To Puree or Not to Puree
When my first turned five months, I was itching to introduce solids. I just couldn’t wait. It sounded SO fun. At 5.5 months, I couldn’t wait any more. My mom was visiting, and upon her advice, started with organic rice cereal (more on that later), very runny, with mashed bananas. He seemed to enjoy it, so I moved on to homemade purees, all organic, cooked with love, pureed in my blender, and frozen in a BPA-free ice cube trays. Meals were cooked over the stove top (no microwave for me!) with a mix of veggie purees and rice cereal.
This fancy process lasted exactly one month, when my son closed his mouth. Firmly. No more purees ever crossed his lips. Several ice cube trays worth of organic, frozen, homemade purees passed on to friends. Desperate, I posted to the mother’s group, and, upon their advice took a break. A week later, I tried table food. The first meal, my favorite fish dish, lovingly prepared. Rejected. Second meal, my favorite lamb dish (supposedly the easiest for babies to digest), also rejected. Third meal, my favorite pasta sauce (marinara plus eggplant and zucchini), eaten with relish, except the pasta.
After that, my son ate exclusively table food, reasonable great variety of vegetables, fruits and grain, few meats, but a balanced diet. His favorites were whole wheat pancakes, french toast and quesadillas. Until 15 months, when vegetables went the way of the wind, but that’s another topic. . .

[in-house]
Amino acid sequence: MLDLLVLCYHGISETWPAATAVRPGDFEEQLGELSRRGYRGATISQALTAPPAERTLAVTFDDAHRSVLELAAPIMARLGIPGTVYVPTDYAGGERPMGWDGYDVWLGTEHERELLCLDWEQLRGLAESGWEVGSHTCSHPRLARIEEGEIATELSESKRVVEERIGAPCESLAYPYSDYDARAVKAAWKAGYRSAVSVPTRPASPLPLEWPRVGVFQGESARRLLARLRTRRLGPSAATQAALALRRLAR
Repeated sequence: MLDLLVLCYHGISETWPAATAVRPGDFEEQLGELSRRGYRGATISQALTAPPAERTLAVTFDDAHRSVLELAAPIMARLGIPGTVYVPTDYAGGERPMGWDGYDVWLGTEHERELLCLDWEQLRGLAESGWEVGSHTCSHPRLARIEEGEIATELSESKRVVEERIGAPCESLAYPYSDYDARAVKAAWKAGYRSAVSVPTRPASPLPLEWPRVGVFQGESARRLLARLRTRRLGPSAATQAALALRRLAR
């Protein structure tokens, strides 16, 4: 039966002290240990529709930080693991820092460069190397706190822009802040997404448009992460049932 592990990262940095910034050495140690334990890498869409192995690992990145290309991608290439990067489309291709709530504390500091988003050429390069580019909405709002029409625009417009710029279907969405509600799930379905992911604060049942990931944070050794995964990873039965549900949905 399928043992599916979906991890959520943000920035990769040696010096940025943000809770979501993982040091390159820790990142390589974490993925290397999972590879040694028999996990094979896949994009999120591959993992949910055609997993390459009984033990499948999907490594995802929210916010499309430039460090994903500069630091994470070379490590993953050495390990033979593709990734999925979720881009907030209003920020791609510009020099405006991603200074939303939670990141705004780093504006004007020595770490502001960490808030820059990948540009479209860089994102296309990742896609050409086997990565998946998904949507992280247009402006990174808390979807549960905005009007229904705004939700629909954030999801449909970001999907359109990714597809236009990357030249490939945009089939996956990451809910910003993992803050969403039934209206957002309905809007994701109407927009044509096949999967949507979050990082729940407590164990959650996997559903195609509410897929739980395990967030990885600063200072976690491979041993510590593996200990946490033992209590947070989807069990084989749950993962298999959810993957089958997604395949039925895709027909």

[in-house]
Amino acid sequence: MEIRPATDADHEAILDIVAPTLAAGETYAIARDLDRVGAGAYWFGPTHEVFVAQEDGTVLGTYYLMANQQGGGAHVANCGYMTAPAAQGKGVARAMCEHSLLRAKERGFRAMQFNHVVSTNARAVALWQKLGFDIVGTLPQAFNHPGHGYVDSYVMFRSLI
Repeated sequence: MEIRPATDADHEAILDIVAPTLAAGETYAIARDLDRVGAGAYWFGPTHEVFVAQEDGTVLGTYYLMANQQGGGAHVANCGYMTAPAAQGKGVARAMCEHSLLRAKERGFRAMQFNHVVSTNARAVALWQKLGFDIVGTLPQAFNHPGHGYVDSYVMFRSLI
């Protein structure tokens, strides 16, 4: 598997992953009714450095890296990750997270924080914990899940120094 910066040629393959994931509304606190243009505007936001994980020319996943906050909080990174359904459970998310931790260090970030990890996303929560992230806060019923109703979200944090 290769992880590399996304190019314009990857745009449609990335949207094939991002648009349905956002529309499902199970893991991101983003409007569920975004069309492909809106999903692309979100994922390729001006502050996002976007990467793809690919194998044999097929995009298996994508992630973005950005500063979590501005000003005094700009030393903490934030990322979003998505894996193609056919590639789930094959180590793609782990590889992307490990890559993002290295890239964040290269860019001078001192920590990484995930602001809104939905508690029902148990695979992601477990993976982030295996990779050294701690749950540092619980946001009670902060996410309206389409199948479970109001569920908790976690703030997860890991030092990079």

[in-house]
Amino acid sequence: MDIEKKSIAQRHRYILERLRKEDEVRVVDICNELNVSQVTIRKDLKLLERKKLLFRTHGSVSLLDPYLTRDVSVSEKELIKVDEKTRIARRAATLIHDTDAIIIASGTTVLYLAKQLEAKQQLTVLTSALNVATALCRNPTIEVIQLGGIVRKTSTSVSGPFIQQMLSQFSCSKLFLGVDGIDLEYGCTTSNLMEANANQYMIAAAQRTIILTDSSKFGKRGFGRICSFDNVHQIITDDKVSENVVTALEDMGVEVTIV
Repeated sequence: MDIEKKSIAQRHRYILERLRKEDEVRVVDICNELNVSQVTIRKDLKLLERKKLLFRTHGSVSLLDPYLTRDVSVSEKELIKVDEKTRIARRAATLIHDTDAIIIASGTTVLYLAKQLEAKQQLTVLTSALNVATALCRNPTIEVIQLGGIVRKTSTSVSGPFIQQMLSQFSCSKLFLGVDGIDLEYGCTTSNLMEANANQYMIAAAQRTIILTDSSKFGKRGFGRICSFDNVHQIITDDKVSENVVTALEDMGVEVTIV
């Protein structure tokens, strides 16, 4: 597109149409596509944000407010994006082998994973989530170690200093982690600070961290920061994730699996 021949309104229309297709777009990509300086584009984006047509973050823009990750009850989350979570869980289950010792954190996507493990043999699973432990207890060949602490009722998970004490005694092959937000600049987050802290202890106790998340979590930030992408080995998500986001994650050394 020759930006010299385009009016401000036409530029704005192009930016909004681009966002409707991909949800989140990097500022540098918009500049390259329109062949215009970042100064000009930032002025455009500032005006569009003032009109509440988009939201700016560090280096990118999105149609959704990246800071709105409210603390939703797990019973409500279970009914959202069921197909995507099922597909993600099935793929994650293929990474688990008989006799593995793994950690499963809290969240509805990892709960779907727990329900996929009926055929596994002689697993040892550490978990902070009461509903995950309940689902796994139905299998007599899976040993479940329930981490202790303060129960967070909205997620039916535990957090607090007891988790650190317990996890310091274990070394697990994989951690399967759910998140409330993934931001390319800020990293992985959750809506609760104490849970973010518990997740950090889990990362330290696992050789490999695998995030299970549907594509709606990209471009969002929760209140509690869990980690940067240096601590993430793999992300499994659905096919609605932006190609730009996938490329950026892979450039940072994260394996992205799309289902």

Let’s Try Baby Led Weaning
When my second approached six months, I waited. I figured, why add work when solids are just for fun at this age. I tried to do Baby Led Weaning. Total fail. Zero interest in feeding herself. I cooked her pureed sweet potatoes. Rejected. Added spices. Rejected. Tried broccoli puree. Rejected. Running low on time, I pulled out a jar of organic baby fruit from a friend. Loved it. Another jar. Loved again. Was I sad to miss the homemade process? Not this time. Rather, I was relieved to find something she liked, and only tried to find the best price.
She was slow to take to table food. She loved yogurt (plain, organic, whole milk) at six months. I loved it because it’s relatively caloric. This time, I avoided rice cereal because of arsenic concerns, but eventually introduced baby oatmeal into her fruit. At eight months, she showed a distinct love of meat, especially meatballs and chicken apple sausage. At eighteen months, she loves most foods, including vegetables. The odd one? She will only eat fruit in a puree.